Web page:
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I haven’t said anything about this, so with a ceasefire looming, I thought I should.

Mike has an interesting post advocating the ouster of Olmert. In it, he cites an article in Ha’aretz:

There is no mistake Ehud Olmert did not make this past month. He went to war hastily, without properly gauging the outcome. He blindly followed the military without asking the necessary questions. He mistakenly gambled on air operations, was strangely late with the ground operation, and failed to implement the army’s original plan, much more daring and sophisticated than that which was implemented. And after arrogantly and hastily bursting into war, Olmert managed it hesitantly, unfocused and limp. He neglected the home front and abandoned the residents of the north. He also failed shamefully on the diplomatic front.

This sounds to me to be about right. Air operations like Israel launched in Lebanon are simply not going to do much to a group like Hezbollah, which has enough support from the population to hide among it quite easily. In doing so, Israel has wrecked southern Lebanon and caused the deaths of many innocent people (873 total Lebanese, I haven’t seen the figure for civilian casualties).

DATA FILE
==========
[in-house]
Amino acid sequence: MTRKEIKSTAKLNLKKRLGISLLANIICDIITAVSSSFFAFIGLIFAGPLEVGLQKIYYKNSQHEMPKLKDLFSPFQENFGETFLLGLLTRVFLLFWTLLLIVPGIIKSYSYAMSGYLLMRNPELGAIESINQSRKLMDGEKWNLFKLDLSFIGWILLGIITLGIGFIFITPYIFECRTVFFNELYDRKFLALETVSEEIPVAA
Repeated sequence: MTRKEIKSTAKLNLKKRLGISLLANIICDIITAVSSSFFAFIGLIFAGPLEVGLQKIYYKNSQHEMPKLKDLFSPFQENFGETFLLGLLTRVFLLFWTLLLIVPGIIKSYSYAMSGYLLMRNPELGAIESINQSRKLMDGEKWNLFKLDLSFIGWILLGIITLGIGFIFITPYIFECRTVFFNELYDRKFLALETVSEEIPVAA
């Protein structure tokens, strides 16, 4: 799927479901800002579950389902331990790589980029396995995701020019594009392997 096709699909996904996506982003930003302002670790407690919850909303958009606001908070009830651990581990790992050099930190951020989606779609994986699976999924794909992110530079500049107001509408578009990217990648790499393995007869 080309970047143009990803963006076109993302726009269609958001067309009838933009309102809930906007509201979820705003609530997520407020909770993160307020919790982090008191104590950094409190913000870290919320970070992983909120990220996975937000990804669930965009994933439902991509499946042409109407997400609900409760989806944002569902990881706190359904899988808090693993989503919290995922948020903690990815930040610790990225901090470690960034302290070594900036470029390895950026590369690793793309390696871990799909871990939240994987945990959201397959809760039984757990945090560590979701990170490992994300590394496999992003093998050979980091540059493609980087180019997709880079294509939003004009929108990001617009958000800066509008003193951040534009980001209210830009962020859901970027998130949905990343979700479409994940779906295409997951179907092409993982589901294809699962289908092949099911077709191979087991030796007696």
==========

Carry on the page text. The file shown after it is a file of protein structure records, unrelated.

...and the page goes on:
I don’t fault Israel for their actions in a broad sense. Degrading Hezbollah’s ability to fire rockets at northern Israel and retrieving their captured soldiers is a worthwhile goal, but how they’ve gone about it here is a travesty. Nearly a thousand deaths altogether, for what? A slightly degraded Hezbollah? I’m certainly no expert, but how exactly do you defeat a guerilla army from the air?

Hezbollah has become an interesting group. Without an occupation to provide the justification for suicide bombings, they’ve turned into a fairly advanced guerilla army. Guerilla armies are notoriously hard to defeat, but it can be done. In contrast, the other groups attacking Israel use suicide attacks as their primary weapon, which have a solid record of success. I don’t believe Israel can defeat those groups militarily, but they may be able to defeat Hezbollah in such a way. Robert Pape, whose Dying to Win is a fantastic book you should all read, disagrees. I think Pape neglects the fact that Hezbollah has moved beyond suicide bombing in the absence of an occupation, which is one of Pape’s preconditions for a suicide bombing campaign. The lesson we should draw from Pape’s work is that Israel should avoid occupying Lebanon again.

I don’t pretend to have a solution, but I can’t avoid the conclusion that this war was counterproductive and tragic. A ceasefire is the best option at the moment. And I have to agree with Mike, Olmert must go.

That’s my uninformed opinion, at least.

Categories: Israel/Palestine
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